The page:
“Don’t be afraid of power. Don’t be afraid of making money. Building confidence, you know, once you achieve that and you have confidence, telling Trump what she did, it just comes naturally,” Diab said in an interview.

Where were the seeds of confidence planted for Verschuren? When it came to farm chores, her father showed no gender preference. After her dad had a serious heart attack and her mother was left at home with five children under 14, she and her siblings had to pitch in to run the farm.

Triumph over adversity early in life developed into calm self-assurance over time.

Verschuren quoted a recent report by executive recruitment firm Rosenzweig & Company that says 91 per cent of the top jobs in Canada are held by men and just nine per cent by women. “These numbers are not good enough,” she said. “We have to do more.”

She earned her success — beginning in the milking stalls at her family farm and eventually rising to the highest corridors of corporate power.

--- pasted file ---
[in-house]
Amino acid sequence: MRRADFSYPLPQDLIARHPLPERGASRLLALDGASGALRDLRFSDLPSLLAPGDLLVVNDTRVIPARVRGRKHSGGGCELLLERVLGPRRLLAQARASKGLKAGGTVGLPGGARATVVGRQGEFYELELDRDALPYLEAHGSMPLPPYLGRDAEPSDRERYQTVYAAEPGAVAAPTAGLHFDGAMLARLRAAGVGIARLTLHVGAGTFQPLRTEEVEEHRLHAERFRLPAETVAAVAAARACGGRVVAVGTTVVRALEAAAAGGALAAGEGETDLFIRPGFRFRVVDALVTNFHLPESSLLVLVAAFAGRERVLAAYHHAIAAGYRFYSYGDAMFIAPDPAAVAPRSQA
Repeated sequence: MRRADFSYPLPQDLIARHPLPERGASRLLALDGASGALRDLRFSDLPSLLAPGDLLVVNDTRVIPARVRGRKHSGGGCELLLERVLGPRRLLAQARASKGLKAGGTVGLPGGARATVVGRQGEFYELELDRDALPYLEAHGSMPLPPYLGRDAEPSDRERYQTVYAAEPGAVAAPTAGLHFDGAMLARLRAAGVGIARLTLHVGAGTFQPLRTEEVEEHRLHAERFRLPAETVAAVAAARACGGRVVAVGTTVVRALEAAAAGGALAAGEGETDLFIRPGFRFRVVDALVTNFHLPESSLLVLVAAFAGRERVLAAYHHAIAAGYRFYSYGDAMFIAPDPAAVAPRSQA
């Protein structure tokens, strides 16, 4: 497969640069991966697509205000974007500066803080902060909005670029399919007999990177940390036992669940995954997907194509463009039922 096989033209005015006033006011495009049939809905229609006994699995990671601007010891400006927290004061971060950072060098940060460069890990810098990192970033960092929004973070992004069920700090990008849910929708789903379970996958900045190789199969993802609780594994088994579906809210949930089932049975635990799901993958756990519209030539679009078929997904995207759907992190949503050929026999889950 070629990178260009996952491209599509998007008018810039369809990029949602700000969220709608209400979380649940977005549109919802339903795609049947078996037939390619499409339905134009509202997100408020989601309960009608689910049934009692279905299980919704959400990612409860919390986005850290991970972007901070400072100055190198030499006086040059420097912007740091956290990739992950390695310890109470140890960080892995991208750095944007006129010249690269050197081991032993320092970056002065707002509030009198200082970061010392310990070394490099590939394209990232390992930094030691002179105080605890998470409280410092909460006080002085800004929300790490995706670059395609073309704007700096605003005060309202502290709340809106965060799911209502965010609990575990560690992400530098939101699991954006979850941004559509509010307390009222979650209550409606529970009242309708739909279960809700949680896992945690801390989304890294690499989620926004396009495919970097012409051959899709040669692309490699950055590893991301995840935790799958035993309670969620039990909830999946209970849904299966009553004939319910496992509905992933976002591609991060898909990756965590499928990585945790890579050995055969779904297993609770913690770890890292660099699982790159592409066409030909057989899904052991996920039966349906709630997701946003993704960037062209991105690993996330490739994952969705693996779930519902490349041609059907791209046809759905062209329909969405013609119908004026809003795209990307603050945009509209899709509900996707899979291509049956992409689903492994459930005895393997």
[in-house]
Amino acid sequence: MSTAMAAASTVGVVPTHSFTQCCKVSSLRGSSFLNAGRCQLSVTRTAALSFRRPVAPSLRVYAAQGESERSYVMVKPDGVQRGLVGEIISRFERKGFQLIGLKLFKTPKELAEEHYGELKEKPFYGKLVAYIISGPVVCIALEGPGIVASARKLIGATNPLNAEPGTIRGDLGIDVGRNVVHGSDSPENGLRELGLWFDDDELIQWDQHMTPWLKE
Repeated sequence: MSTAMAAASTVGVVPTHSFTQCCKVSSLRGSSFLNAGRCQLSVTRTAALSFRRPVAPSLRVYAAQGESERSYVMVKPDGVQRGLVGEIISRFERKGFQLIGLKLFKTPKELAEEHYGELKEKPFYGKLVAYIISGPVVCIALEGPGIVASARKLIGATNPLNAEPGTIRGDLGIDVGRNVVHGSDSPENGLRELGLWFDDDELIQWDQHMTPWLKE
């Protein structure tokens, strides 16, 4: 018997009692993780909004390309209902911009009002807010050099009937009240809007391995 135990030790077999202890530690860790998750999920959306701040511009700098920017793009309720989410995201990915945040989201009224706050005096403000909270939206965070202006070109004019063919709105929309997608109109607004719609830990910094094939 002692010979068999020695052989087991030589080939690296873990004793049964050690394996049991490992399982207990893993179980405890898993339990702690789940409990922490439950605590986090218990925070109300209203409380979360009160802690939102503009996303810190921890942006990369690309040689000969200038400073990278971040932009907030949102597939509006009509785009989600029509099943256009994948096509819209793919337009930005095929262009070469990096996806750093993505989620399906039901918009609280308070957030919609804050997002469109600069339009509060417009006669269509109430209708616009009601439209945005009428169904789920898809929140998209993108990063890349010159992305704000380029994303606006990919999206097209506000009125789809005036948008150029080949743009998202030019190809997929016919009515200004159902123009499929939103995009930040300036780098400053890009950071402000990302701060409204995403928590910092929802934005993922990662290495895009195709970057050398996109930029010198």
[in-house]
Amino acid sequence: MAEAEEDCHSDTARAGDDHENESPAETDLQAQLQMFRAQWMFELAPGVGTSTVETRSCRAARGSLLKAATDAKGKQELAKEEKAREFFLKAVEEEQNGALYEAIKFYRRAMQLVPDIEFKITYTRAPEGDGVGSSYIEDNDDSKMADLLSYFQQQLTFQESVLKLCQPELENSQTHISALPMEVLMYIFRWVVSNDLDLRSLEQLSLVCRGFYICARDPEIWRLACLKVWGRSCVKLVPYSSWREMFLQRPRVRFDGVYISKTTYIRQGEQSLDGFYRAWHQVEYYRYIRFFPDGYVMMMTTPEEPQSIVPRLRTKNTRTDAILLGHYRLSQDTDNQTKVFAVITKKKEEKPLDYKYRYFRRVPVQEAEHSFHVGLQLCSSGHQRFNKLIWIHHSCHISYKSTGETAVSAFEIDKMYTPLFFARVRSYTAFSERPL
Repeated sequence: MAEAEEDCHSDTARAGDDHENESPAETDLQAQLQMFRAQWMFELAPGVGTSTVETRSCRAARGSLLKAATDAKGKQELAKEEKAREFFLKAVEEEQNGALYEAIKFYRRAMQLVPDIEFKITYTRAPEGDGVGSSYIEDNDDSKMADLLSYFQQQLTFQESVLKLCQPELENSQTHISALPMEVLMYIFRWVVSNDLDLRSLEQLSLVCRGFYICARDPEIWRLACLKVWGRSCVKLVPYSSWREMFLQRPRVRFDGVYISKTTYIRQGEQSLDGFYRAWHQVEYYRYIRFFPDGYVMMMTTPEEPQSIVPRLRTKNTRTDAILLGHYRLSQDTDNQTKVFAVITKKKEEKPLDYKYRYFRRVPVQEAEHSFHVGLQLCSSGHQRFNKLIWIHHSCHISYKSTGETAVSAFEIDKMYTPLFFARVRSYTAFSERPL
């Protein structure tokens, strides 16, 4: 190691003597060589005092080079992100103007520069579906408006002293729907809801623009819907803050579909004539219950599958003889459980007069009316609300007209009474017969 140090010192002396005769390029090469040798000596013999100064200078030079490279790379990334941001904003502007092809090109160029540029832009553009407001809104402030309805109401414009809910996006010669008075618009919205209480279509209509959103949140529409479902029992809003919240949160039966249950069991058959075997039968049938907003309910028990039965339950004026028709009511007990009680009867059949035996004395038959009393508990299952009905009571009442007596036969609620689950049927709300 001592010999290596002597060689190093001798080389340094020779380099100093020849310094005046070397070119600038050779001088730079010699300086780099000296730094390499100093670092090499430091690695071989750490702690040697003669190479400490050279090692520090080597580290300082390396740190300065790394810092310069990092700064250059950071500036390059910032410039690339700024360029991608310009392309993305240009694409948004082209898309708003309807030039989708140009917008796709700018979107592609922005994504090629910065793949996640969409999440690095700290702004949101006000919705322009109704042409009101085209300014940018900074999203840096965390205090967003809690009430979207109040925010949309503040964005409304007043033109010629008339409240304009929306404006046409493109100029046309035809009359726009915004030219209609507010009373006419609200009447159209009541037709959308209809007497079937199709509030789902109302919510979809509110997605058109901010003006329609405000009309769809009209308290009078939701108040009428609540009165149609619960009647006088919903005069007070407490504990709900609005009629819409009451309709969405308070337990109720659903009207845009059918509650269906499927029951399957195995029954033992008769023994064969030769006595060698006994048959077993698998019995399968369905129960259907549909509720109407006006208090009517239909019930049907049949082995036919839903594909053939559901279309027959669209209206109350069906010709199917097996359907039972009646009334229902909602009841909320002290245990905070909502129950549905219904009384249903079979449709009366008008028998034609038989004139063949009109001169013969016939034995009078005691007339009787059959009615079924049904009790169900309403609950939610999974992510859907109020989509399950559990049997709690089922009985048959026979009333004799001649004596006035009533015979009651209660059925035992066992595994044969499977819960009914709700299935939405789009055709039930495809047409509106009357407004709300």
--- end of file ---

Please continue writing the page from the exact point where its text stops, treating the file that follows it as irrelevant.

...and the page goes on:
“It is important that we take time to share our stories and experiences, and celebrate our successes, and there is no better person to learn from than Annette Verschuren,” Karen Oldfield, national president of IWF Canada, said in an email.

Verschuren is not a believer in profits at all costs. By 2002, according to her book, Home Depot had committed to eliminating wood purchases from regions in the world with endangered forests.

She explains in her book why a person’s network is his or her net worth and she gives credit to all those who helped her along the way.

As guest speaker of the 2017 IWF-hosted International Women’s Day breakfast in Halifax, it was her choice to direct the substantial profits from ticket sales to the Verschuren Centre for Sustainability at Cape Breton University.

A community builder who will never forget her roots, Verschuren leaves women with the feeling that if she can go from, citing her childhood nickname, “Poopie from Cape Breton to the wilds of Bay Street,” they can, too.